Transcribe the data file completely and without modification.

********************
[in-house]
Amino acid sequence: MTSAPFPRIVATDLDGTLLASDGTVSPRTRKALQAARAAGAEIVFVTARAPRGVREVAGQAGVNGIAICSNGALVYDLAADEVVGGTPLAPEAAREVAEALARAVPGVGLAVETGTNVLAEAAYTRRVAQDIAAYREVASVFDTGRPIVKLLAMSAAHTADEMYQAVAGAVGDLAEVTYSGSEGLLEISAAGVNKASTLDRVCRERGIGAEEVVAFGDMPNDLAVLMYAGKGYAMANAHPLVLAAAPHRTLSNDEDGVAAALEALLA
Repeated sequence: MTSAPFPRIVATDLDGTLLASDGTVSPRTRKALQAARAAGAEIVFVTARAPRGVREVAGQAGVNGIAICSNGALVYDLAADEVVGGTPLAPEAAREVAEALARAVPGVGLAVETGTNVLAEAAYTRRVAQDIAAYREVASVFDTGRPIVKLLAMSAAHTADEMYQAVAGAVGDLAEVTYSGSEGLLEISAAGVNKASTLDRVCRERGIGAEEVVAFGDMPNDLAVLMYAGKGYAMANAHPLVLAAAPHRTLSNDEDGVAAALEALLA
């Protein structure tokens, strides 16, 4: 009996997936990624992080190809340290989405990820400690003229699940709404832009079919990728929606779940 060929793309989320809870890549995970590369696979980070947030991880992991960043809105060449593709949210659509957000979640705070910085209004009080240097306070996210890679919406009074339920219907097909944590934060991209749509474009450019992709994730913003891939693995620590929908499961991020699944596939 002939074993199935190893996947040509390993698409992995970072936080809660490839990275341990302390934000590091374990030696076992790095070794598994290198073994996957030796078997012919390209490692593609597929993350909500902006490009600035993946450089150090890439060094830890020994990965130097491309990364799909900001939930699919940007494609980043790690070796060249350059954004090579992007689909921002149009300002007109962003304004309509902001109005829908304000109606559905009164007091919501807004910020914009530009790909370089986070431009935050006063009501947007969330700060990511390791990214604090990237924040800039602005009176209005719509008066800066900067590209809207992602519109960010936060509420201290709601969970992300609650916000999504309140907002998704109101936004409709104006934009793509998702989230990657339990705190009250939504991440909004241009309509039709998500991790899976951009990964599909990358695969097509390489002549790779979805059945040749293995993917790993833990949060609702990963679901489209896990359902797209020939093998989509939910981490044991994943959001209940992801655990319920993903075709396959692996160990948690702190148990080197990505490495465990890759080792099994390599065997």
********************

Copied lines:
[in-house]
Amino acid sequence: MTSAPFPRIVATDLDGTLLASDGTVSPRTRKALQAARAAGAEIVFVTARAPRGVREVAGQAGVNGIAICSNGALVYDLAADEVVGGTPLAPEAAREVAEALARAVPGVGLAVETGTNVLAEAAYTRRVAQDIAAYREVASVFDTGRPIVKLLAMSAAHTADEMYQAVAGAVGDLAEVTYSGSEGLLEISAAGVNKASTLDRVCRERGIGAEEVVAFGDMPNDLAVLMYAGKGYAMANAHPLVLAAAPHRTLSNDEDGVAAALEALLA
Repeated sequence: MTSAPFPRIVATDLDGTLLASDGTVSPRTRKALQAARAAGAEIVFVTARAPRGVREVAGQAGVNGIAICSNGALVYDLAADEVVGGTPLAPEAAREVAEALARAVPGVGLAVETGTNVLAEAAYTRRVAQDIAAYREVASVFDTGRPIVKLLAMSAAHTADEMYQAVAGAVGDLAEVTYSGSEGLLEISAAGVNKASTLDRVCRERGIGAEEVVAFGDMPNDLAVLMYAGKGYAMANAHPLVLAAAPHRTLSNDEDGVAAALEALLA
């Protein structure tokens, strides 16, 4: 009996997936990624992080190809340290989405990820400690003229699940709404832009079919990728929606779940 060929793309989320809870890549995970590369696979980070947030991880992991960043809105060449593709949210659509957000979640705070910085209004009080240097306070996210890679919406009074339920219907097909944590934060991209749509474009450019992709994730913003891939693995620590929908499961991020699944596939 002939074993199935190893996947040509390993698409992995970072936080809660490839990275341990302390934000590091374990030696076992790095070794598994290198073994996957030796078997012919390209490692593609597929993350909500902006490009600035993946450089150090890439060094830890020994990965130097491309990364799909900001939930699919940007494609980043790690070796060249350059954004090579992007689909921002149009300002007109962003304004309509902001109005829908304000109606559905009164007091919501807004910020914009530009790909370089986070431009935050006063009501947007969330700060990511390791990214604090990237924040800039602005009176209005719509008066800066900067590209809207992602519109960010936060509420201290709601969970992300609650916000999504309140907002998704109101936004409709104006934009793509998702989230990657339990705190009250939504991440909004241009309509039709998500991790899976951009990964599909990358695969097509390489002549790779979805059945040749293995993917790993833990949060609702990963679901489209896990359902797209020939093998989509939910981490044991994943959001209940992801655990319920993903075709396959692996160990948690702190148990080197990505490495465990890759080792099994390599065997």